- Press Release
- August 17, 2022
NASA Ames to host Congressional Hearing on Monday, April 24
NASA Ames Research Center, Moffett Field, CA
Phone: 650/604-3937, 650/604-9000
U.S. House of Representatives
Subcommittee on Government Management, Information and Technology
NOTE TO EDITORS AND NEWS DIRECTORS: News media are invited to cover a
Congressional Hearing at NASA Ames Research Center, Moffett Field, CA, on
Monday, April 24, 2000, from 11:30 a.m. to 2:30 p.m. PDT. The hearing will
be held in the Moffett Training and Conference Center, Bldg. 3. To get to
Ames, take the Moffett Field exit off Highway 101. At the Moffett Federal
Airfield main gate, proceed to the Visitor Badging Office to obtain entry
badges and maps to the Moffett Training and Conference Center. Bring press
credentials and photo ID to gain admittance.
“Emerging Technologies: Where is the Federal Government on the High-Tech
Curve?” will be discussed during a public hearing before members of the
U.S. House of Representatives Subcommittee on Government Management,
Information and Technology on Monday, April 24, at NASA Ames Research
Center, Moffett Field, CA.
The hearing will be held from 11:30 a.m. to 2:30 p.m. PDT in the Main
Ballroom of the Moffett Training and Conference Center, Bldg. 3, at Ames.
The purpose of the hearing is to explore the emerging technologies being
developed in the public — and private — sectors, and how these
technologies could benefit government operations. The subcommittee will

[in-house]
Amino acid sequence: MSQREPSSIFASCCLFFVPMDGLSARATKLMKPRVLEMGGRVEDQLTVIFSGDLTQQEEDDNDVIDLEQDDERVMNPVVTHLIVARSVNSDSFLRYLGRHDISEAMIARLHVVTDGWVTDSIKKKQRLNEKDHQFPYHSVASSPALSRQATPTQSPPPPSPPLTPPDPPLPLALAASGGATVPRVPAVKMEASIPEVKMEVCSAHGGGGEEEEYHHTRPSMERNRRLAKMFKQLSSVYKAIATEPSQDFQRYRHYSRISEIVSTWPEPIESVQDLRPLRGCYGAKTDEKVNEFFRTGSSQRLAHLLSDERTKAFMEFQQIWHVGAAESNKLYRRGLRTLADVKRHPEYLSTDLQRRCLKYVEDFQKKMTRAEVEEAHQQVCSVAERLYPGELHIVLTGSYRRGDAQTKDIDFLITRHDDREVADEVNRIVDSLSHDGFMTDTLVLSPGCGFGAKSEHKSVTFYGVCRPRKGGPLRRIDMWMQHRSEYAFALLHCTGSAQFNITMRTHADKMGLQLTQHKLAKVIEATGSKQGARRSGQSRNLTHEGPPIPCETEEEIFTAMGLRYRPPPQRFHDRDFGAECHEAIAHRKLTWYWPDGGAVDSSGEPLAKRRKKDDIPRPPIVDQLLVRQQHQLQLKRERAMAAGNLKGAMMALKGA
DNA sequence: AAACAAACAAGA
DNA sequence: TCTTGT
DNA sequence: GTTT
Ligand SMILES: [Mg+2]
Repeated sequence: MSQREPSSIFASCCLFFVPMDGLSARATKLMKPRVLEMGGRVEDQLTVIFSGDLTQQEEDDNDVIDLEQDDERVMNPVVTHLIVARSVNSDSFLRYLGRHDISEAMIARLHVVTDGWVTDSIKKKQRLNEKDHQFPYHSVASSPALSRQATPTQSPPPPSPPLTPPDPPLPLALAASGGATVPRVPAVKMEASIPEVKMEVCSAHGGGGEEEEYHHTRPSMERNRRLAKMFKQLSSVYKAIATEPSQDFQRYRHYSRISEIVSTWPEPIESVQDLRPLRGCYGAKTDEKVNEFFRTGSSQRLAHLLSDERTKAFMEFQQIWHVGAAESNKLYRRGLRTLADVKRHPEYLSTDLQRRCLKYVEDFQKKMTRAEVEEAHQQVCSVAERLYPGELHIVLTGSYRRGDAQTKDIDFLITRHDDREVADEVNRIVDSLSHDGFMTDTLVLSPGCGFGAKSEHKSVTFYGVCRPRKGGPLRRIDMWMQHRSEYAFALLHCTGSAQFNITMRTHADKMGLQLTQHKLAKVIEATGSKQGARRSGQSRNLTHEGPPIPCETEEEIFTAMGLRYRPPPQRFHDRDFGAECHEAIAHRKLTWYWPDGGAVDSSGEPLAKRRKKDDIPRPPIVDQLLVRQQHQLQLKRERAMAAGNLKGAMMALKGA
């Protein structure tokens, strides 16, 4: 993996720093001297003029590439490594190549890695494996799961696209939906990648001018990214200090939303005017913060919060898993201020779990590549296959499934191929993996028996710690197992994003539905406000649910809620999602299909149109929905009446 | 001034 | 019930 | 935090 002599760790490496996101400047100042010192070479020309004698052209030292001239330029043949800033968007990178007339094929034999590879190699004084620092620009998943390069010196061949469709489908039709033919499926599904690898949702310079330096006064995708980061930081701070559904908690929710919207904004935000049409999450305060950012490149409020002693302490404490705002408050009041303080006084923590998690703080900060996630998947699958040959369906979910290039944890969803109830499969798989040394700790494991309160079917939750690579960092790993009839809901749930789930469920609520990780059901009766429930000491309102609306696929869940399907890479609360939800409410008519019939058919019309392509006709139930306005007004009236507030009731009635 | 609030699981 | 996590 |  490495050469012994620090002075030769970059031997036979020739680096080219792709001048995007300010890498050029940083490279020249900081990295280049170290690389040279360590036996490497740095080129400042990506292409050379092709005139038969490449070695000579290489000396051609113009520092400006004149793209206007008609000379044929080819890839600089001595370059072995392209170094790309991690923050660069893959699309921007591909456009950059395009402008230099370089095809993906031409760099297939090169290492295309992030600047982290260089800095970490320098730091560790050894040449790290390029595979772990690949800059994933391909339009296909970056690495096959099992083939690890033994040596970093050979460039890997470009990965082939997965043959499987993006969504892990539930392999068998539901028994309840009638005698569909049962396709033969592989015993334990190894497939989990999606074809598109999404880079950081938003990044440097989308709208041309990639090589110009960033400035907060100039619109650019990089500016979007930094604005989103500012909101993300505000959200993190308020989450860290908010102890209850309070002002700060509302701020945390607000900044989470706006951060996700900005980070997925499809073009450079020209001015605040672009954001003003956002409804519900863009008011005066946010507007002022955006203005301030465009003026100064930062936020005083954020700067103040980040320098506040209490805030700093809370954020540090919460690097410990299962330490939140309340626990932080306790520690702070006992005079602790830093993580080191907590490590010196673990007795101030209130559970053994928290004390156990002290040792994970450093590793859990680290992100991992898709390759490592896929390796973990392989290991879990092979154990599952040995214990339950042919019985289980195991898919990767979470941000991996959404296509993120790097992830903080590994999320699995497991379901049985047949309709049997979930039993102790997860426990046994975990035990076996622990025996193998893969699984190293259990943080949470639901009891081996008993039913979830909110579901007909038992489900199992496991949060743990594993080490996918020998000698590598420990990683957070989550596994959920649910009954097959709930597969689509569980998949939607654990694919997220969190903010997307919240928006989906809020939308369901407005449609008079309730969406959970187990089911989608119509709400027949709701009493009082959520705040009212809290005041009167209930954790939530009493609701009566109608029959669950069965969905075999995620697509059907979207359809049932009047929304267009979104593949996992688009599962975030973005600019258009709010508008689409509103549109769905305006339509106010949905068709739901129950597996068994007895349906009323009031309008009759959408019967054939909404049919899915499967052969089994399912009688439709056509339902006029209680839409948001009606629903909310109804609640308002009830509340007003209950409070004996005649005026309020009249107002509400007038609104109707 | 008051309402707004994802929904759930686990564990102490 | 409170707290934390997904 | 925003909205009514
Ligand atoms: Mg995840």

also examine the government’s role in encouraging this scientific
development. The hearing will be open to the public.
Participating in the hearing will be Rep. Steve Horn, R-California,
chairman of the House Subcommittee on Government Management, Information
and Technology, Rep. Anna Eshoo, D-California, and Rep. Doug Ose,
Testimony will be provided by Samuel Venneri, Associate Administrator for
NASA’s Office of Aero-Space Technology; Gilman Louie of In-Q-Tel, a
nonprofit venture capital corporation chartered by the U.S. Central
Intelligence Agency; Glen Anderson, Executive Secretary, Battery Council
International; Dr. Steven Popper, Associate Director of the Science and
Technology Policy Institute, RAND; Dr. Sussane Huttner, Executive Director,
Industry-University Cooperative Research Program, University of California;
Dr. Richard Williams, School of Engineering, California State University at
Long Beach; Ross MacPhee, SGI; Dr. Charles Shank, Director, Lawrence
Berkeley National Laboratory, University of California; Mayor Pat
Vorreiter, City of Sunnyvale; and Susan Hackwood, California Council on
Science and Technology, University of California, Riverside.
The Federal Government sets public policies in key areas, such as
education, research and development, electronic commerce, business
regulation and law, and intellectual property rights that could have
profound effects on the continuing development of emerging technologies.
While innovation has always played a major role in the U.S. economy, its
pace has increased dramatically.
The Congressional Research Service reported in 1999 that “one-half the
store of human knowledge” has been produced during the past 50 years. These
developments are in part the results of firms pursuing profits within an
increasingly competitive environment. The Federal Government is now
re-doubling its efforts to stay on the cutting-edge of emerging